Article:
Maine Medicine Weekly Update - 01/22/2018  (Plain Text Version)

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In this issue:
•  Changing of the Guard at MMA Board Meeting: A New President Takes Over
•  Senior Section Luncheon January 24 Features Speakers on Precision Medicine
•  2017-18 Flu Season a Bad One
•  5 tips to help your patients make their new year a healthy one
•  US DHHS Proposes New Conscience and Religious Freedom Rules for Health Care
•  Administration Extends Opioid Emergency Declaration
•  Lyme Disease Continues to Rise in Maine
•  Important Update on MaineCare Provider Enrollment Applications: New Application Fee Amount for 2018
•  Claims-Based Quality Reporting for MIPS: Submitting MIPS Quality Codes on CMS-1500 Claims
•  Community Health Options Sues Federal Government for $5.7 Million
•  Legislative Call This Tuesday, January 23rd
•  Legislative Report: Hospital Program Closures, School-based Health Centers
•  Healthcare Suicide Prevention Protocol Development Training - half day workshop - March 2
•  28th Annual Winter Conference - Contemporary Topics in Orthopedics - March 16-18
•  QC2018: Building Communities of Practice through Innovation - Wednesday, April 4, 2018
•  New Free CME on Alzheimer's Risk, Detection, and Management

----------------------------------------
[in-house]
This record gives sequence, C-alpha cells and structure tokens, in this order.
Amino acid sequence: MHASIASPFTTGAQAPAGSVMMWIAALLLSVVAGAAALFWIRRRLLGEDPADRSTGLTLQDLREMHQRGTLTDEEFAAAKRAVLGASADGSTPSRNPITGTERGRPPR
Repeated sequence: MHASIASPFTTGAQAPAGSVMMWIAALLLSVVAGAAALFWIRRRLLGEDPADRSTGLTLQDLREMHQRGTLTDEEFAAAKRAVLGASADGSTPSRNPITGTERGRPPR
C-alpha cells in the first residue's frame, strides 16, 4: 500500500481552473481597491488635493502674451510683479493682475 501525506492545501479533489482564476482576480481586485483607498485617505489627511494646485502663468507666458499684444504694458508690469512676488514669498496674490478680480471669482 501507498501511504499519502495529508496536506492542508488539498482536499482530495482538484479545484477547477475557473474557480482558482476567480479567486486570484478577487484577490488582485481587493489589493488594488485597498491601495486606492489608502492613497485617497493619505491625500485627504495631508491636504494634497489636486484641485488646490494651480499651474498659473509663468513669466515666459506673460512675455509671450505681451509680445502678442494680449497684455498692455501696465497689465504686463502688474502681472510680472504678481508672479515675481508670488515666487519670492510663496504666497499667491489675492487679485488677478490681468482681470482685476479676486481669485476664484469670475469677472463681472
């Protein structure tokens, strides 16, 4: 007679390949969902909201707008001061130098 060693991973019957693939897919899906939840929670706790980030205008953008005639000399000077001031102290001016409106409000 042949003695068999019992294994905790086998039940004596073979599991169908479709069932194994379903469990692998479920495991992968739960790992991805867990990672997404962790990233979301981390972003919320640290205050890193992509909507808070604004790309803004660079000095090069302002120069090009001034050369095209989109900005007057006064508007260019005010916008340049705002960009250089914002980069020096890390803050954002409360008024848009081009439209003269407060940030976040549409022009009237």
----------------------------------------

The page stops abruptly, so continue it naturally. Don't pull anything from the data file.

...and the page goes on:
•  Online Learning Opportunities Offering CME Credits - from the Northern New England Practice Transformation Network
•  MD/DO
•  Chief Executive Officer CEO at Greater Portland Health
•  Outpatient Internal Medicine Physician Bangor, Maine
•  Relocate to Beautiful Southwestern Maine - Medical Director/Family Practice Physician
•  Chief Executive Officer - Pines Health Services
•  Clinical Cardiology Opportunity
•  Outpatient Only - Internal Medicine with Loan Repayment & Sign-on Bonus
•  Opportunities at the VA for Volunteer Physicians


Lyme Disease Continues to Rise in Maine

Once again in 2017 the number of Lyme Disease cases in Maine rose to a new record high. Anaplasmosis is doing the same.


In 2017 Maine saw 1787 positive tests for Lyme disease, a figure which represents a 22% increase over 2016. Except for slight dips in 2010 and 2015, the number of cases has risen steadily every year since 2003, when 175 cases were found. Experts say that the actual number of cases is probably significantly higher, since many cases are not noticed by the patient or reported.

Researchers hope that the very cold temperatures Maine experienced in late December and early January may help to reduce the number of deer ticks which act as the vector for the disease. More will be known after they have done their testing for 2018.

While in early years only a Lyme test was done, nowadays when a blood sample is sent to a lab a “tick panel” is requested, testing for Lyme, anaplasmosis, babesiosis, and perhaps other tick-borne diseases as well. Researchers are finding that ticks are likely to carry both anaplasmosis and Lyme, especially in southern areas.